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July 2019

Service Animals, Need or Desire?

By Ronnie Miles
Director of Advocacy
NGCOA

Golf course operators, like so many in the service industry, are facing another challenge: Customers wanting to bring loving pets with them wherever they go. In years past, it was commonly known that animals were not permitted inside businesses or on golf courses. The only exceptions were seeing-eye dogs.

Today, we are hearing about new groups of animals that owners feel are also protected and should be afforded the same privileges. The Americans with Disabilities Association (ADA) is the only federal organization that defines service animals protected by federal law.

Currently, in addition to Service Animals as defined by the ADA, there are Emotional Service Animals (ESA) and Therapeutic Animals (TA). For most of us over 50 years of age, seeing-eye dogs were the only protected animals. But today the ADA no longer attempts to define the type of animal that can be trained and serve as a service animal. This is also true of ESA and TAs.

An emotional support animal is a companion animal that provides therapeutic benefit, such as alleviating or mitigating some symptoms, to an individual with a mental or psychiatric disability. Emotional support animals are typically dogs and cats, but may include other animals.

Therapeutic animals provide people with therapeutic contact, usually in a clinical setting, to improve their physical, social, emotional and/or cognitive functioning. Like ESAs, these animals provide their owner services that include relieving loneliness, helping with depression, anxiety and certain phobias, but do not have special training to perform tasks that assist people with disabilities.

The challenge for golf course operators is how to limit access to animals protected by the ADA.

Regardless of what category the animal may serve, businesses are prohibited from asking the customer what disability they have which warrants permitting them to bring their animal onto the property. The law does, however, allow you to ask questions pertaining to the animal. Permitted questions are:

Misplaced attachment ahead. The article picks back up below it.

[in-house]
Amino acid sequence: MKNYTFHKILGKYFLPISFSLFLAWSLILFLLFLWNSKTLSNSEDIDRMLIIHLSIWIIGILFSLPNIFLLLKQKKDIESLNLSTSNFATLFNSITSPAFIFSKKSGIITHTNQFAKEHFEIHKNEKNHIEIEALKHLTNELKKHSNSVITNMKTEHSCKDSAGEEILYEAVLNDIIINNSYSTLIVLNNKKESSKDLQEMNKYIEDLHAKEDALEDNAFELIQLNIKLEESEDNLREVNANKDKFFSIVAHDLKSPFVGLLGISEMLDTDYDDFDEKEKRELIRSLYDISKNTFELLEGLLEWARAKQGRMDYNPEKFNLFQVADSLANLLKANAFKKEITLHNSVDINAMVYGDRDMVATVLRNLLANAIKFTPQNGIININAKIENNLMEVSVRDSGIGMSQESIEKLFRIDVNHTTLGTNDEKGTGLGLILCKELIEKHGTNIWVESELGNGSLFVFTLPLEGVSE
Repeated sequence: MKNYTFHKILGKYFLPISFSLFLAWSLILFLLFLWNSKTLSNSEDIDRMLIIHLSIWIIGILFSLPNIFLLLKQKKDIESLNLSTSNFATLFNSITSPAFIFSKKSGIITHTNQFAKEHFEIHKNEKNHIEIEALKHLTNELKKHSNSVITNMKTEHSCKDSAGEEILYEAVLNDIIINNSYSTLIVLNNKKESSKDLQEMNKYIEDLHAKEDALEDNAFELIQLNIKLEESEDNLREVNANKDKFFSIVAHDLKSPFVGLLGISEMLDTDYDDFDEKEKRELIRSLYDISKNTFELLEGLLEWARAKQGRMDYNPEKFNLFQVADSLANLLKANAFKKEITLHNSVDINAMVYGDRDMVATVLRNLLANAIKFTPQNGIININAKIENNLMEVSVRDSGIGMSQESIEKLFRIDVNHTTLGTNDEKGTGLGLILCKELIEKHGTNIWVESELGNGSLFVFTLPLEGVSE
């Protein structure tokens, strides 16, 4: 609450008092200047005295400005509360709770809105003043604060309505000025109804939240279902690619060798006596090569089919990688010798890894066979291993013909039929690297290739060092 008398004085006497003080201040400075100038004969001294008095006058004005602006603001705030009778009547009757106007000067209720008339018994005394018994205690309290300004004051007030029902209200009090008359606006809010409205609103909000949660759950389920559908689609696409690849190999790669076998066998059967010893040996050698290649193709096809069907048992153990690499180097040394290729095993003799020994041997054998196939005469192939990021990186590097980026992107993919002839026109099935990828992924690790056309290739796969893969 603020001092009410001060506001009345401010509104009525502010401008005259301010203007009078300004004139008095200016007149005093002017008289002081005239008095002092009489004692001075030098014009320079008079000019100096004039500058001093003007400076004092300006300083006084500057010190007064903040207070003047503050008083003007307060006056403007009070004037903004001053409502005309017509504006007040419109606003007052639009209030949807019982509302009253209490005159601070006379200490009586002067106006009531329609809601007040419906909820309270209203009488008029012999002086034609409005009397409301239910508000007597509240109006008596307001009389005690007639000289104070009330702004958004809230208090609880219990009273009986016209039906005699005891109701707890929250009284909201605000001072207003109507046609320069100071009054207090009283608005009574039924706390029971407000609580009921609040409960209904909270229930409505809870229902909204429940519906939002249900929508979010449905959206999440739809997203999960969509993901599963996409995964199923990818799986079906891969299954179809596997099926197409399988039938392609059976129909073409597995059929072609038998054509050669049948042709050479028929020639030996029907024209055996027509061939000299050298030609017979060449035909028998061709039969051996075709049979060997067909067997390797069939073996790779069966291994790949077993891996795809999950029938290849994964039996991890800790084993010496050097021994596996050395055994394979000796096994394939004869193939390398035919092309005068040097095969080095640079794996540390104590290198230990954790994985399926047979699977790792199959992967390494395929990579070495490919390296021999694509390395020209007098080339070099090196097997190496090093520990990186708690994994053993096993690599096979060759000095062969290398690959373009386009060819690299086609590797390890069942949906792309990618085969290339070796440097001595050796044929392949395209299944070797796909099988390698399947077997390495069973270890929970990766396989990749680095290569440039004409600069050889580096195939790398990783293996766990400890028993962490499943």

1. Is the animal required because of a disability?
2. What work or task has the animal been trained to perform?

In addition to these questions, service animals are required to be under the control of the owner. This requires they be on leash at all times unless the owner’s disability prohibits the use of the leash. Animals must also be housebroken. If animals are found to lack the discipline of a trained service animal, business operators are permitted to request the animal be removed from the property. The guest can be denied service if they fail to keep their animal under control.

The National Restaurant Association has published a list of frequently asked questions, which can also be applied to golf course operations. Many states have created laws that may further define the level of protection to support animals not covered under the ADA.

The NGCOA supports all individuals with disabilities and encourages members to ensure their staff and facilities are prepared to meet their special needs.

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